Hemp is the elusive economic silver bullet. It's a political no-brainer. So much so, that it's also a simple litmus test for candidates. Those who support industrial hemp deserve your further consideration. Those who don't are morons.

Monday, April 25, 2011

The Budget-Balancing Plan Everyone is Ignoring

Yes, it's Rachel Maddow Day here at Blue in the Bluegrass - you got a problem with that?

Visit for breaking news, world news, and news about the economy

No one will ever feel this way about a Kindle

This is why nothing will ever take the place of books:

"Late in the afternoon, a man sat down and started unwrapping a book from a big plastic sack, informing me he had a really, really old book and he thought it might be worth some money," he said. "I kinda start, oh boy, I've heard this before."

Then he produced a tattered, partial copy of the 500-year-old Nuremberg Chronicle.

The German language edition printed by Anton Koberger and published in 1493 is a world history beginning in biblical times. It's considered to be one of the earliest and most lavishly illustrated books produced after Johannes Gutenberg invented the printing press and revolutionized publishing.

"I was just absolutely astounded. I was flabbergasted, particularly here in the interior West," Sanders said. "We might see a lot of rare Mormon books and other treasures, but you don't expect to see a five centuries old book, you don't expect to see one of the oldest printed books in the world pop up in Sandy, Utah."


"The rarity of the book has almost nothing to do with its value," he said. "If you're collecting monuments of printing history, monuments of human history, if you're collecting achievements of the human spirit through the printed word, this is one of the foundation books ... Every book collector wants a copy of that book or at least some pages from it."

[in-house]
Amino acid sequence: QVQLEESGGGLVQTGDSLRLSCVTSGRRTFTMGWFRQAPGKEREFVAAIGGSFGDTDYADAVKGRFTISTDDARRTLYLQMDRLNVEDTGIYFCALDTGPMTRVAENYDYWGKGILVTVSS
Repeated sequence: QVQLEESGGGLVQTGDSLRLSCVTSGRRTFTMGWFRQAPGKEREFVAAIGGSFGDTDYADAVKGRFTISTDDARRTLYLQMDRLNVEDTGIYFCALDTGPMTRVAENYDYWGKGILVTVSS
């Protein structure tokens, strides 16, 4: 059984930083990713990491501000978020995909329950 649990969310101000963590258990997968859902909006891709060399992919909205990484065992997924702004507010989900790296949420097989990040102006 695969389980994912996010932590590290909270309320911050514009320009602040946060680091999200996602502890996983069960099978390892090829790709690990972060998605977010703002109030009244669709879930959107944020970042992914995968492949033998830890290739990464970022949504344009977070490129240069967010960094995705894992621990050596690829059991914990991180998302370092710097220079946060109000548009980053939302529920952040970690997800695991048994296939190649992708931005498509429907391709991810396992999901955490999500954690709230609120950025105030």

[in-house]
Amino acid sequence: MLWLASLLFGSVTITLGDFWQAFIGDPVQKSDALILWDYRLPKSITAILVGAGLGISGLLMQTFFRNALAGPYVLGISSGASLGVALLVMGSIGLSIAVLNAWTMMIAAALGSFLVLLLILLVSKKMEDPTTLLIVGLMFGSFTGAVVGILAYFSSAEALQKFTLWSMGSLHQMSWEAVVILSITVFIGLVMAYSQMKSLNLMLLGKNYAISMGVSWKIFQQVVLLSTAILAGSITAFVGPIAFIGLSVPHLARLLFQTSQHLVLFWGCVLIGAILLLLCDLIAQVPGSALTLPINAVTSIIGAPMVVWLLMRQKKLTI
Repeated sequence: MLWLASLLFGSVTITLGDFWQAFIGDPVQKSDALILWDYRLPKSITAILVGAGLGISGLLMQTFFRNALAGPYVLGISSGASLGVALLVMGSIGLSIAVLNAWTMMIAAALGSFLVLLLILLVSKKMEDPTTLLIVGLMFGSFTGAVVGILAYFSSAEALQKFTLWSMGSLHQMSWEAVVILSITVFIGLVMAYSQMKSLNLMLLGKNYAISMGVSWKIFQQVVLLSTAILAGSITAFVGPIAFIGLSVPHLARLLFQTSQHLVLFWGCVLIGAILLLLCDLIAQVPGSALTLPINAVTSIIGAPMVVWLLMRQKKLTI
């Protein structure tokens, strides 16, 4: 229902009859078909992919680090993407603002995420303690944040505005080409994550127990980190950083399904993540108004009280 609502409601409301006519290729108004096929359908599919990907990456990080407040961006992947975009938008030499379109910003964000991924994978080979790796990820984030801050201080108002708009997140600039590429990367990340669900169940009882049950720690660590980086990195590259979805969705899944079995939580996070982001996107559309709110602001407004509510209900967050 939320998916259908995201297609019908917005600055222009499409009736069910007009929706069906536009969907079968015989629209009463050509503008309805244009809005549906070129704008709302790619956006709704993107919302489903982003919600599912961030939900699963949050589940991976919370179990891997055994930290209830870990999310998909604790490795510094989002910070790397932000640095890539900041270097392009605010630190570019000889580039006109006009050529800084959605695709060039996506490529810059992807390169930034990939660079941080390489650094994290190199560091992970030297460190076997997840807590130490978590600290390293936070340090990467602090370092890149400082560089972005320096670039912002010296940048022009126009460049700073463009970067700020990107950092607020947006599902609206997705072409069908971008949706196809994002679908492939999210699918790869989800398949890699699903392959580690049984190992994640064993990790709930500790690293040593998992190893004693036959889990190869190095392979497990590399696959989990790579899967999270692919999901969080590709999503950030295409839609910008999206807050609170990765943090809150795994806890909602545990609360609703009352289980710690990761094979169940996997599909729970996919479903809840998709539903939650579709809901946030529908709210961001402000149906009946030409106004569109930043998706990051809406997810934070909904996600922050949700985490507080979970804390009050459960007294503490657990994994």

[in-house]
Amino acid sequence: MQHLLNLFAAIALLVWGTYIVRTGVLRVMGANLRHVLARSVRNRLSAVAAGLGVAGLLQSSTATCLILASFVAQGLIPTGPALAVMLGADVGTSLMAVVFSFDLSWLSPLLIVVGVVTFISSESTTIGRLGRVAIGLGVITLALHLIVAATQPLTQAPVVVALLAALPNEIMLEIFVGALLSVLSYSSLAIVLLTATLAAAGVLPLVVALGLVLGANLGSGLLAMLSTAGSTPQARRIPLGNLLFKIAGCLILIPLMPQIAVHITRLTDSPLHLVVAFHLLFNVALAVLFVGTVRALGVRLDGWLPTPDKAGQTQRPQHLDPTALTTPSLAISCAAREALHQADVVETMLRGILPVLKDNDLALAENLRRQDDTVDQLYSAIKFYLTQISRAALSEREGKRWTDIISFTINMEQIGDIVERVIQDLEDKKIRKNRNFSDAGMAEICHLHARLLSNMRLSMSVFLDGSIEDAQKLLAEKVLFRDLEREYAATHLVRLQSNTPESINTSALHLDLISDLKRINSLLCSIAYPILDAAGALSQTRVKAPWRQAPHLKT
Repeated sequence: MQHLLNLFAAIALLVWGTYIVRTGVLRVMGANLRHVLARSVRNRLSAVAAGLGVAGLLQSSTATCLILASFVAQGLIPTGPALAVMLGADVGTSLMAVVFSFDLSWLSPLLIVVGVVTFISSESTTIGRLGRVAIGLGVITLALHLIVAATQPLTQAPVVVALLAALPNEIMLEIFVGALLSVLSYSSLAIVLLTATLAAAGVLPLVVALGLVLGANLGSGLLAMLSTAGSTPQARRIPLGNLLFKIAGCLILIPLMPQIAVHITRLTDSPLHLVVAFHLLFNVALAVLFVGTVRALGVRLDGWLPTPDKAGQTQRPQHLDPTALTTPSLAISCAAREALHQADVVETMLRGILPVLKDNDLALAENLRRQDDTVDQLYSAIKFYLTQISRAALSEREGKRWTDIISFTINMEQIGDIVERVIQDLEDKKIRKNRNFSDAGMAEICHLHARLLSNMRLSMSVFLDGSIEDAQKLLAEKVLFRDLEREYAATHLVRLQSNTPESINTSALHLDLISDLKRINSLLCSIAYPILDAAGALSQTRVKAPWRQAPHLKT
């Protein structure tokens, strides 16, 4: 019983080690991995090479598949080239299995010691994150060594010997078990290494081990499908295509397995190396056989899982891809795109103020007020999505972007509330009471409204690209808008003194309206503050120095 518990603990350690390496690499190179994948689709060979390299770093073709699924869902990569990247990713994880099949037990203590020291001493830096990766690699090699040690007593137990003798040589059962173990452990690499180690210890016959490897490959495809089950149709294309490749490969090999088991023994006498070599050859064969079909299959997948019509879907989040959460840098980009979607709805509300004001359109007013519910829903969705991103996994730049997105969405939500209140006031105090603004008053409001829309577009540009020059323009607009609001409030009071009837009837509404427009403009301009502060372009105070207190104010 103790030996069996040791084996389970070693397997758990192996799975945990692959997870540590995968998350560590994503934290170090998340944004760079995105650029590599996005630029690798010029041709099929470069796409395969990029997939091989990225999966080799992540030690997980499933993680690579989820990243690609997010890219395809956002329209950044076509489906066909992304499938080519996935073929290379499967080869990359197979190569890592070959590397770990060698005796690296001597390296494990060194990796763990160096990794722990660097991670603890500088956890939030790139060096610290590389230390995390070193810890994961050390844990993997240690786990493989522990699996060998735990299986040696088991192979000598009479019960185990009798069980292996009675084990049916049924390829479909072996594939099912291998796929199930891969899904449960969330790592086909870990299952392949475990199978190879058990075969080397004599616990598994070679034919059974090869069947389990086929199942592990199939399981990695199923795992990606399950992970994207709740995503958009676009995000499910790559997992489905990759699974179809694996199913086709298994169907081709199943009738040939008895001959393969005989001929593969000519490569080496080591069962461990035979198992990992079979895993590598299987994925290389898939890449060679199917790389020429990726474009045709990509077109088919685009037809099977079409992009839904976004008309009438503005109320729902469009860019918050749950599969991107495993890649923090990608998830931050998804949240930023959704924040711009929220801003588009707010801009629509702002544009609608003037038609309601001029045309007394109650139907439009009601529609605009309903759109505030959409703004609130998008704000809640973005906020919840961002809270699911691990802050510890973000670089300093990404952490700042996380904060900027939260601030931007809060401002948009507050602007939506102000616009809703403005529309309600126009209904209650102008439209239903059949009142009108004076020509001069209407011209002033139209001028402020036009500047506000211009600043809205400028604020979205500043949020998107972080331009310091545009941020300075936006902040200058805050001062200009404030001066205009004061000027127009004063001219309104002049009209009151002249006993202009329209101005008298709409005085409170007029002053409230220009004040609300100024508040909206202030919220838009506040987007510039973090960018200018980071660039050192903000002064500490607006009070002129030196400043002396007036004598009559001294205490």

"Fascist Tyranny in America" is an Understatement

Just watch the whole fucking thing. Then scream. Then vomit. Then cry.

Then get mad. Then get moving. Have you talked to your Democratic neighbors today?

Visit for breaking news, world news, and news about the economy

Sunday, April 24, 2011

The Last "Liberal" Defender of the "Good War" Bails Out

Yes, Mr. President: If you've lost Howard Dean, you've lost the country.


Back in 2004, when Howard Dean was running for President on an antiwar platform, while he railed against the war in Iraq he didn’t have a whole lot to say about the one in Afghanistan. That was the “good war” at that time. As recently as September 2009, Dean was solidly behind Afghanistan and even President Obama’s escalation there:

I think this is different than Iraq. I think there are people who mean the United States harm over there… I was very pleased to say the — hear the president a few months ago say, “Look, we can’t win this war militarily.” He gets what we have to do here. And it is true that American public opinion is not supportive of the war effort anymore. I think this does have something to do with security to the United States. I do believe it has something to do with the role of women in these kinds of societies. I think we ought to be supportive of the role of women and their ability to get an education and things like that. I don’t think that’s the only reason we’re there. But I’m supportive of the president, and I’m going to continue to be supportive of the president on Afghanistan.
That has ended. In an interview with The Daily Beast, Dean says it’s time to get out:

In a weekend interview with The Daily Beast, Dean said he’s had a change of heart when it comes to the war he has often defended. “I actually supported the president when he sent extra troops to Afghanistan,” Dean said. “But I’ve come to believe that’s not a winnable war.”